Nyepi Day in Bali is a New Year celebration unlike anywhere else on the planet. Bali’s celebrates the Saka New Year as the Bali Day of Silence, an ultimately quietest day of the year, when all of the island’s inhabitants abide by a set of local rules, which brings all routine activities to a complete halt. Roads all over Bali are void of any traffic and nobody steps outside of their home premises.
Most Balinese and visitors regard it as a much-anticipated occasion. Some expats and those coming from neighbouring islands prefer escaping Bali for the day rather, due to restrictions that surround the observance. Some visitors check coinciding dates ahead before their Bali trip, avoiding it altogether. Anyhow, Nyepi is worth experiencing at least once in a lifetime, especially since the preceding and following days offer rare highlights to behold!
A Different Kind of New Year Celebration
The unique day of silence marks the turn of the Saka calendar of western Indian origin, one among the many calendars assimilated by Indonesia’s diverse cultures, and among two jointly used in Bali. The Saka is 78 years behind the Gregorian calendar, and follows a lunar sequence. Nyepi follows after a new moon.
Village meeting halls known as ‘banjar’ and streets feature papier-mâché effigies called ogoh-ogoh, built throughout the weeks leading up to the Saka New Year. Youth groups design and build their mythical figures with intricately shaped and tied bamboo framework before many layers of artwork. These artistic creations are offshoots of the celebration since its dawning in the early 80s, which stayed on to become an inseparable element in the island-wide celebration that is Nyepi Eve.
Before the Silence
Before ‘the silence’, highlight rituals essentially start three days prior to Nyepi, with colourful processions known as the Melasti pilgrimages. Pilgrims from various village temples all over Bali convey heirlooms on long walks towards the coastlines where elaborate purification ceremonies take place. It is one of the best times to capture on camera the iconic Balinese processions in motion, as parasols, banners and small effigies offer a cultural spectacle.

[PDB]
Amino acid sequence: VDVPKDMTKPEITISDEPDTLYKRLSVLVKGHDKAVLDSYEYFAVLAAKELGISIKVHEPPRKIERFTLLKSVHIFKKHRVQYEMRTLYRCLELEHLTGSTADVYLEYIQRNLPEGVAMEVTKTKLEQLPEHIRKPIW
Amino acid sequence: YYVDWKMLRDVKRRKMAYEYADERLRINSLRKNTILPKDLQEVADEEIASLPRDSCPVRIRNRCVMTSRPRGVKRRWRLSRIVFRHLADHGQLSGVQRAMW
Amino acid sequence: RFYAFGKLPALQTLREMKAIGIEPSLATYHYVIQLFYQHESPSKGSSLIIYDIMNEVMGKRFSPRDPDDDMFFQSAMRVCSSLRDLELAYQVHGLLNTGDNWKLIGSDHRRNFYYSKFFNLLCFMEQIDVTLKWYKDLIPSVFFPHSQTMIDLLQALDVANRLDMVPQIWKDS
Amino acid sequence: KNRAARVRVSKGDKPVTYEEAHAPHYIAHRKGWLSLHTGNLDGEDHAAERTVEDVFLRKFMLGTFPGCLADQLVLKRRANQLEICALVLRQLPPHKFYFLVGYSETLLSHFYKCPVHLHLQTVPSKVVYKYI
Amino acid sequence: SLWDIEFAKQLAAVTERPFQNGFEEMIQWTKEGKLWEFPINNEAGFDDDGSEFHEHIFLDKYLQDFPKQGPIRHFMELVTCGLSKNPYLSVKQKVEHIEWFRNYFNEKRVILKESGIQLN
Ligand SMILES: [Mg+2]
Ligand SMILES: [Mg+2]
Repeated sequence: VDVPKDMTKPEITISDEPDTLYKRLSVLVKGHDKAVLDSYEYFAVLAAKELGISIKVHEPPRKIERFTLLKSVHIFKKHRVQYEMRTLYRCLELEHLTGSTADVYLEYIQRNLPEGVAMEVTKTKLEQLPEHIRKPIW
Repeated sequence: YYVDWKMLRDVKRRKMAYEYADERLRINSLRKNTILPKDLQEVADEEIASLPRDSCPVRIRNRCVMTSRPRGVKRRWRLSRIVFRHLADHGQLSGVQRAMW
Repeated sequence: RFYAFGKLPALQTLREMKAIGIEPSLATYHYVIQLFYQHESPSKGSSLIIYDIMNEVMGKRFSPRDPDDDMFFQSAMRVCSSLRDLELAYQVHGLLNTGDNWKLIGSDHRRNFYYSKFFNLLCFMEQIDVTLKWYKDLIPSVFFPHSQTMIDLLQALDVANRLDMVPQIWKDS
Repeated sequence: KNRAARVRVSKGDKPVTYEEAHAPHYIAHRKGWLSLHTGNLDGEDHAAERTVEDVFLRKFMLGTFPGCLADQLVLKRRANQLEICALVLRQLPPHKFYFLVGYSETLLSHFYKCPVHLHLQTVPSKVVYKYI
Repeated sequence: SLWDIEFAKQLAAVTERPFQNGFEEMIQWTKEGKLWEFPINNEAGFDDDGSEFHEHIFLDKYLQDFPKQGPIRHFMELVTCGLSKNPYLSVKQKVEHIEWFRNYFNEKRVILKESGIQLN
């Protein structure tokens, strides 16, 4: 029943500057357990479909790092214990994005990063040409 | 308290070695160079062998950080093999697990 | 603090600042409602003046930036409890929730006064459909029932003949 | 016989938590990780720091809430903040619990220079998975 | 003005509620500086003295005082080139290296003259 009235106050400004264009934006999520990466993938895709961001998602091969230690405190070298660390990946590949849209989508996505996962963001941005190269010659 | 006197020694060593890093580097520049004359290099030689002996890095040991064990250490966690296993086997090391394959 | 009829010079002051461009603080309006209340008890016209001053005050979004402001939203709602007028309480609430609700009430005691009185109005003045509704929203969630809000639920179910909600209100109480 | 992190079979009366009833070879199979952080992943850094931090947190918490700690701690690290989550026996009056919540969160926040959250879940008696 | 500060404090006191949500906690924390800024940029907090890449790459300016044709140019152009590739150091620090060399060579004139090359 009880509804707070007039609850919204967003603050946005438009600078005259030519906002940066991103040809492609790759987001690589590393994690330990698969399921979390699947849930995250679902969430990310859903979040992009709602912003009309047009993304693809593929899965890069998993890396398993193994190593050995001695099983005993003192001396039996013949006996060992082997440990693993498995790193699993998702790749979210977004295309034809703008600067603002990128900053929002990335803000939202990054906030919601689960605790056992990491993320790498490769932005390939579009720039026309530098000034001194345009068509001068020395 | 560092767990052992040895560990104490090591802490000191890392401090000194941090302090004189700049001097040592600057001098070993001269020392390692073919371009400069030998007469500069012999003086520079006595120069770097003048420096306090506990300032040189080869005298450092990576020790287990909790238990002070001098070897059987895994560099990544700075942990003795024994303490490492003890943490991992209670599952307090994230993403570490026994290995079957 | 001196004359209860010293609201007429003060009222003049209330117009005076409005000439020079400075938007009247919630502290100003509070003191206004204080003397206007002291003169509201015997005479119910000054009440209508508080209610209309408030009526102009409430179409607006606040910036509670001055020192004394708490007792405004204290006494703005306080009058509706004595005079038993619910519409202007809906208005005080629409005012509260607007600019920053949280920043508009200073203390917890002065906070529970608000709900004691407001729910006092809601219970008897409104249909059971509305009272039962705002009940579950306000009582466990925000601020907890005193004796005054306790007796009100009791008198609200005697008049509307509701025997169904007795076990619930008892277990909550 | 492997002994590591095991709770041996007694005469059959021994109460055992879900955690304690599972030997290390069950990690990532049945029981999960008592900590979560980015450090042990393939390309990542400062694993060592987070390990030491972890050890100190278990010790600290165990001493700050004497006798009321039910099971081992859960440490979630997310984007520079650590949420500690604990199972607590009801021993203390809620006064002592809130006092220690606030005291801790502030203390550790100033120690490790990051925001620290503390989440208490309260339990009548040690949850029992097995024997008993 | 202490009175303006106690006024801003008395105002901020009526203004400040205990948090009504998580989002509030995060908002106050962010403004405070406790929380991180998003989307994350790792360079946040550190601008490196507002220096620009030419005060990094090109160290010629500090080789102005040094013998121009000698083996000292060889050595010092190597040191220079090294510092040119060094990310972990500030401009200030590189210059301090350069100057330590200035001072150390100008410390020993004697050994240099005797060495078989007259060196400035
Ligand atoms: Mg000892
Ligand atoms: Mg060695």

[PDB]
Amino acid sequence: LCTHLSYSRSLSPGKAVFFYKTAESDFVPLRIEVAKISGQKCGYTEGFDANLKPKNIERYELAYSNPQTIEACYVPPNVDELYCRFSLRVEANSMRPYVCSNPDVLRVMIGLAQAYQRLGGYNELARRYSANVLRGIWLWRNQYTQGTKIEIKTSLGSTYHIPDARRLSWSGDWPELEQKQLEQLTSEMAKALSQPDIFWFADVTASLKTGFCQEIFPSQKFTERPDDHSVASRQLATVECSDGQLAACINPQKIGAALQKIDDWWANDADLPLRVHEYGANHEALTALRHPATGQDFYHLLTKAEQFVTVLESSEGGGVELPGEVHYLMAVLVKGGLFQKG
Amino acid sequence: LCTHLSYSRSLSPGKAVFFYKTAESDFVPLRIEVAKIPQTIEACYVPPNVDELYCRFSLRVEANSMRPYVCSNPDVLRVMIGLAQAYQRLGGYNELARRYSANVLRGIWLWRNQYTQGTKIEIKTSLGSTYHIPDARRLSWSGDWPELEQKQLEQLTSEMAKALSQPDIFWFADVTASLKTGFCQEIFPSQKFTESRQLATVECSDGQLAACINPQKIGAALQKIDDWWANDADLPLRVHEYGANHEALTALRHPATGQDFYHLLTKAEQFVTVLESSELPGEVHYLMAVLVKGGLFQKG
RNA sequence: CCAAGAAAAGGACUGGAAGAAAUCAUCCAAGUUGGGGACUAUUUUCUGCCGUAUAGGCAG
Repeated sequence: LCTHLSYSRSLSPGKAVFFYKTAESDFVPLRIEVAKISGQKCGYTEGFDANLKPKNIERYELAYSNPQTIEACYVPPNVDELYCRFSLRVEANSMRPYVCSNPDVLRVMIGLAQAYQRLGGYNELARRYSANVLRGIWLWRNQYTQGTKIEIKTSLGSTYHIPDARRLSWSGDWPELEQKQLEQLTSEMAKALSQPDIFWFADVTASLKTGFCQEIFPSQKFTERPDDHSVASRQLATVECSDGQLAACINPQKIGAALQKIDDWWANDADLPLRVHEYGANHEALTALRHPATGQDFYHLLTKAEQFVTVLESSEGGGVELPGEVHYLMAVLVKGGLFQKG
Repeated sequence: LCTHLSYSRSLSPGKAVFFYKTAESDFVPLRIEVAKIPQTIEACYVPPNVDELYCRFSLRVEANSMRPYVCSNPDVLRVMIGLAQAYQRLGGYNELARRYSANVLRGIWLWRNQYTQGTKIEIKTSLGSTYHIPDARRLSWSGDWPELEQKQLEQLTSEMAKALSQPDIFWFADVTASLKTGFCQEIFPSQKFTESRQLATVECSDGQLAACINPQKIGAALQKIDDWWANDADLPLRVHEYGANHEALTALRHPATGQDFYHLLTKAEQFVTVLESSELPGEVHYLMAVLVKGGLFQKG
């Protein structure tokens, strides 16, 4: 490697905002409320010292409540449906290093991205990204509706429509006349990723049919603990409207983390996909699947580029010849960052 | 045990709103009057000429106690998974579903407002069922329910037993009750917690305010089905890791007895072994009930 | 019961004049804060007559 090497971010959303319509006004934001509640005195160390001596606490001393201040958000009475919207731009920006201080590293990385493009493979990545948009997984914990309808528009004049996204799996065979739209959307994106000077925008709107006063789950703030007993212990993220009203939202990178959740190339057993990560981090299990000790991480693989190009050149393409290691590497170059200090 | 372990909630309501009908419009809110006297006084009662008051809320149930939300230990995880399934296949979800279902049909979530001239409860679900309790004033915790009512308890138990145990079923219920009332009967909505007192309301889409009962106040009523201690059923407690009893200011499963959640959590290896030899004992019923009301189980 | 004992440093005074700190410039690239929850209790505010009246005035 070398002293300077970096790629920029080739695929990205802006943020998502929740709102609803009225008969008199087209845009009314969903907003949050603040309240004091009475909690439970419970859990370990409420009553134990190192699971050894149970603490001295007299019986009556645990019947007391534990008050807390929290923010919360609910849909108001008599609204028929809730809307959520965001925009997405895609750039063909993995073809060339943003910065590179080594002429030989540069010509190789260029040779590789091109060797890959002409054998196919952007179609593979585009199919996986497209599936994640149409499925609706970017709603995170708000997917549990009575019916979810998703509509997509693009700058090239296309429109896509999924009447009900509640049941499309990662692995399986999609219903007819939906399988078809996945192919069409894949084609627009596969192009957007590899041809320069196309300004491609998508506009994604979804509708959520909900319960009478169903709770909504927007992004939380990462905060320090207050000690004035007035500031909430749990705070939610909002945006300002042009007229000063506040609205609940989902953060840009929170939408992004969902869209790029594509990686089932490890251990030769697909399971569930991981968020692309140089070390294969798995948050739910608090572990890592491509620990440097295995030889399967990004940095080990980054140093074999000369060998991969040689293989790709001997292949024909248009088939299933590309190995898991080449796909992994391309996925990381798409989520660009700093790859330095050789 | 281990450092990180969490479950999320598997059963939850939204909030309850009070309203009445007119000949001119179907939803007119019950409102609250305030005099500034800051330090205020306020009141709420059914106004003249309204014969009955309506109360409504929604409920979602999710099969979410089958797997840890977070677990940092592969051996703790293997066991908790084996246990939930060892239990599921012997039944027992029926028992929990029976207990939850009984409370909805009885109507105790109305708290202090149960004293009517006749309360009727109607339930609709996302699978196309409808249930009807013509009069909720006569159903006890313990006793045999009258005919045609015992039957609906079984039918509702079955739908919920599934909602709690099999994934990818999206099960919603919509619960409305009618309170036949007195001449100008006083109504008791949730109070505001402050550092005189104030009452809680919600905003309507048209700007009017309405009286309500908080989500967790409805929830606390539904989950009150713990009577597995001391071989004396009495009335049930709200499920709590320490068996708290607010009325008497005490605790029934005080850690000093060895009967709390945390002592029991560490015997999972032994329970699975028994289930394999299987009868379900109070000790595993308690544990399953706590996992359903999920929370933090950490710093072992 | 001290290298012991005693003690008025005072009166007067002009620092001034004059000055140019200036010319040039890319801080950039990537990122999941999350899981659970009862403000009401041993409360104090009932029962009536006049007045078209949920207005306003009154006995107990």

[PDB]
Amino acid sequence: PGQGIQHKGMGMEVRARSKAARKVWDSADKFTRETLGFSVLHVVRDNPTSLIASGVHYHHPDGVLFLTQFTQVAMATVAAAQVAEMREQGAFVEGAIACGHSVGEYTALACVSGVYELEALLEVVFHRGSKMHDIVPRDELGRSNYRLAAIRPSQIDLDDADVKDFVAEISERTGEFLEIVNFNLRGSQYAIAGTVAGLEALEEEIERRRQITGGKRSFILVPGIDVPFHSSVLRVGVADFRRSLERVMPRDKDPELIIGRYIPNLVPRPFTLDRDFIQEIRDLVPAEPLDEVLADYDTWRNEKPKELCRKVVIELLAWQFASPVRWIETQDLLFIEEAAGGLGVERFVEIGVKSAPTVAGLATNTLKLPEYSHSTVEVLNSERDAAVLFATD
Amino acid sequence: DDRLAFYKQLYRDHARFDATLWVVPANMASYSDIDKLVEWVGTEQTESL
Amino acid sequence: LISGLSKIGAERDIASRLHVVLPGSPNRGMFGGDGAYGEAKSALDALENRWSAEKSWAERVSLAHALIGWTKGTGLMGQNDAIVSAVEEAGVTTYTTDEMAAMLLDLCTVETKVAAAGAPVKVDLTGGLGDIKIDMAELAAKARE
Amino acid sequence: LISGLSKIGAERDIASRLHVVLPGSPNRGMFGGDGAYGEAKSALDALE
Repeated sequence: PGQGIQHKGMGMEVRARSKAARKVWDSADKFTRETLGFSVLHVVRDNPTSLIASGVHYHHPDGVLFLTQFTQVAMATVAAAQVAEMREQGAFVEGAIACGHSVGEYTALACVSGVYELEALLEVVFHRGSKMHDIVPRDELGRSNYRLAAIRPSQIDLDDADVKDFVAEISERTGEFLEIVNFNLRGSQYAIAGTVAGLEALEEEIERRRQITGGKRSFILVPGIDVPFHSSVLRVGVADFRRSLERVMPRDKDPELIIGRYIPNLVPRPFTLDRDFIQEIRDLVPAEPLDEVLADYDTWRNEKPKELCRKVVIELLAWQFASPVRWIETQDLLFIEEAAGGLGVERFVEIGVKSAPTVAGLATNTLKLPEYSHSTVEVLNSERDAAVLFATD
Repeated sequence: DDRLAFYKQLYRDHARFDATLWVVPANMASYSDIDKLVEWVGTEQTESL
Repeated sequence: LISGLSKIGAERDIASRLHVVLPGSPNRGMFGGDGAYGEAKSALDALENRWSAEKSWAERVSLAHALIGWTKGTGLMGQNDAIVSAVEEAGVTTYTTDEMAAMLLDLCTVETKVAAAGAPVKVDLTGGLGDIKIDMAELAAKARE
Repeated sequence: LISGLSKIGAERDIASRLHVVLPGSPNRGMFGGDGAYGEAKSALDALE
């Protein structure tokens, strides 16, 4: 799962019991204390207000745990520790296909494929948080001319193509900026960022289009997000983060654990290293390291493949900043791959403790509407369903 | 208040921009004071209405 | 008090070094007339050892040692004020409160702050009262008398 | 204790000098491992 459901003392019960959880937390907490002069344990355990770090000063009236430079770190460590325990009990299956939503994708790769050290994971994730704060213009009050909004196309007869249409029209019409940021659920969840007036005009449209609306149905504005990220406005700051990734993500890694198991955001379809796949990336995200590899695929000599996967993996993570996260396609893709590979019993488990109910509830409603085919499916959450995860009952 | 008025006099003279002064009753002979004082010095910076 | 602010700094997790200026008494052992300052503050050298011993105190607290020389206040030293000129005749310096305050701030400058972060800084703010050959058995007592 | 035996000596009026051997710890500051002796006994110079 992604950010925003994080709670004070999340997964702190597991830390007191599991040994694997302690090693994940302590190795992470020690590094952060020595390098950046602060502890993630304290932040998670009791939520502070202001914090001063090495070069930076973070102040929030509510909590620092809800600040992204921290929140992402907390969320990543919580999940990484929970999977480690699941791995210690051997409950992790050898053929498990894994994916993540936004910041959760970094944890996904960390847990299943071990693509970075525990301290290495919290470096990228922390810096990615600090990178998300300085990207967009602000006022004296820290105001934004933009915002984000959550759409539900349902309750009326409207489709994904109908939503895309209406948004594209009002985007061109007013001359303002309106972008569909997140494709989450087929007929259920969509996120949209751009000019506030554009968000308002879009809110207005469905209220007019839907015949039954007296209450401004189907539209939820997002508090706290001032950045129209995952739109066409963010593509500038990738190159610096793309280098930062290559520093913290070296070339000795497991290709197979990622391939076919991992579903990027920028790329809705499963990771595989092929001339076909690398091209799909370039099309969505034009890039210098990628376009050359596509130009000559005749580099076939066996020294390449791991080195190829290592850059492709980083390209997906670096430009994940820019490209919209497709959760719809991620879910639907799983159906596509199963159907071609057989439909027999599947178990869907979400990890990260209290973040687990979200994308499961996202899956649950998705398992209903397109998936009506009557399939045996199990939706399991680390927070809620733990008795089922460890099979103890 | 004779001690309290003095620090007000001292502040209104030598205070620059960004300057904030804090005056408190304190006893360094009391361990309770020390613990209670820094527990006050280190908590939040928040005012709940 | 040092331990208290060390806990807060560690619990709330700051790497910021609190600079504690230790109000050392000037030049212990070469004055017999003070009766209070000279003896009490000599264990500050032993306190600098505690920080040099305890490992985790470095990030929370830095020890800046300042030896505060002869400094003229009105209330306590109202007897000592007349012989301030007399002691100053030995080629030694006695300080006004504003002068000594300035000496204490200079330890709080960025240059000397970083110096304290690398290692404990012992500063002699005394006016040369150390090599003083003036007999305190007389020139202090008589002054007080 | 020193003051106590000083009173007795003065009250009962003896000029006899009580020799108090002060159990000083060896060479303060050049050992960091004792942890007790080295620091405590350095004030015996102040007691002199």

Then on Saka New Year’s Eve, it is all blaring noise and merriment. Every Balinese household starts the evening with blessings at the family temple and continues with a ritual called the pengrupukan where each member participates in ‘chasing away’ malevolent forces, known as bhuta kala, from their compounds – hitting pots and pans or any other loud instruments along with a fiery bamboo torch. These ‘spirits’ are later manifested as the ogoh-ogoh to be paraded in the streets. As the street parades ensue, bamboo cannons and occasional firecrackers fill the air with flames and smoke. The Nyepi Eve parade usually starts at around 19:00 local time.
When the Whole Island Shuts Down…
However on Nyepi Day, complete calm enshrouds the island. The Balinese Hindus follow a ritual called the Catur Brata Penyepian, roughly the ‘Four Nyepi Prohibitions’. These include amati geni or ‘no fire’, amati lelungan or ‘no travel’, amati karya ‘no activity’, and amati lelanguan ‘no entertainment’. Some consider it a time for total relaxation and contemplation, for others, a chance for Mother Nature to ‘reboot’ herself after 364 days of human pestering. No lights are turned on at night – total darkness and seclusion goes along with this new moon island-wide, from 06:00 to 06:00.
No motor vehicles whatsoever are allowed on the streets, except ambulances and police patrols and emergencies. As a hotel guest, you are confined to your hotel premises, but free to continue to enjoy the hotel facilities as usual. Traditional community watch patrols or pecalang enforce the rules of Nyepi, patrolling the streets by day and night in shifts.
Ngembak Geni, the day after Nyepi
On the day after Nyepi, referred to as ‘Ngembak Geni’, head down to the village of Sesetan in southern Denpasar for the omed-omedan, roughly known as the ‘festival of smooches’. This is a much-localized event, pertaining only to Sesetan’s Banjar Kaja community. Youths take to the street as water is splashed and sprayed by villagers, and the highlight being two throngs of boys and girls, in a tug-of-war-like scene. Successive pairs in the middle are pushed to a smooch with each shove and push.